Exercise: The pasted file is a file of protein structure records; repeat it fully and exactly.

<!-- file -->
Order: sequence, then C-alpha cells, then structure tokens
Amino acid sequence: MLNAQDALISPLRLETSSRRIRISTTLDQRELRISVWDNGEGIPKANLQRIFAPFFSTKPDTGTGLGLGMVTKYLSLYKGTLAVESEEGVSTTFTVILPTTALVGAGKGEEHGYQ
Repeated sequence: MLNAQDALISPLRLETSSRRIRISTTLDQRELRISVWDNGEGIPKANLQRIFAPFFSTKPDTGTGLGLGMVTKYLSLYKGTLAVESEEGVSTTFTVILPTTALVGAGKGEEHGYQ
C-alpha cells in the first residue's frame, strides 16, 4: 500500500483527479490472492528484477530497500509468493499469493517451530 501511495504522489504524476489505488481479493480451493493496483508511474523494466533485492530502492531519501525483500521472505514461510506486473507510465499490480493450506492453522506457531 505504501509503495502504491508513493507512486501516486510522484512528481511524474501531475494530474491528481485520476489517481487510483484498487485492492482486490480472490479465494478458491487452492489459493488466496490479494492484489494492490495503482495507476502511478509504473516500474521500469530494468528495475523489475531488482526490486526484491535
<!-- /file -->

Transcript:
Order: sequence, then C-alpha cells, then structure tokens
Amino acid sequence: MLNAQDALISPLRLETSSRRIRISTTLDQRELRISVWDNGEGIPKANLQRIFAPFFSTKPDTGTGLGLGMVTKYLSLYKGTLAVESEEGVSTTFTVILPTTALVGAGKGEEHGYQ
Repeated sequence: MLNAQDALISPLRLETSSRRIRISTTLDQRELRISVWDNGEGIPKANLQRIFAPFFSTKPDTGTGLGLGMVTKYLSLYKGTLAVESEEGVSTTFTVILPTTALVGAGKGEEHGYQ
C-alpha cells in the first residue's frame, strides 16, 4: 500500500483527479490472492528484477530497500509468493499469493517451530 501511495504522489504524476489505488481479493480451493493496483508511474523494466533485492530502492531519501525483500521472505514461510506486473507510465499490480493450506492453522506457531 505504501509503495502504491508513493507512486501516486510522484512528481511524474501531475494530474491528481485520476489517481487510483484498487485492492482486490480472490479465494478458491487452492489459493488466496490479494492484489494492490495503482495507476502511478509504473516500474521500469530494468528495475523489475531488482526490486526484491535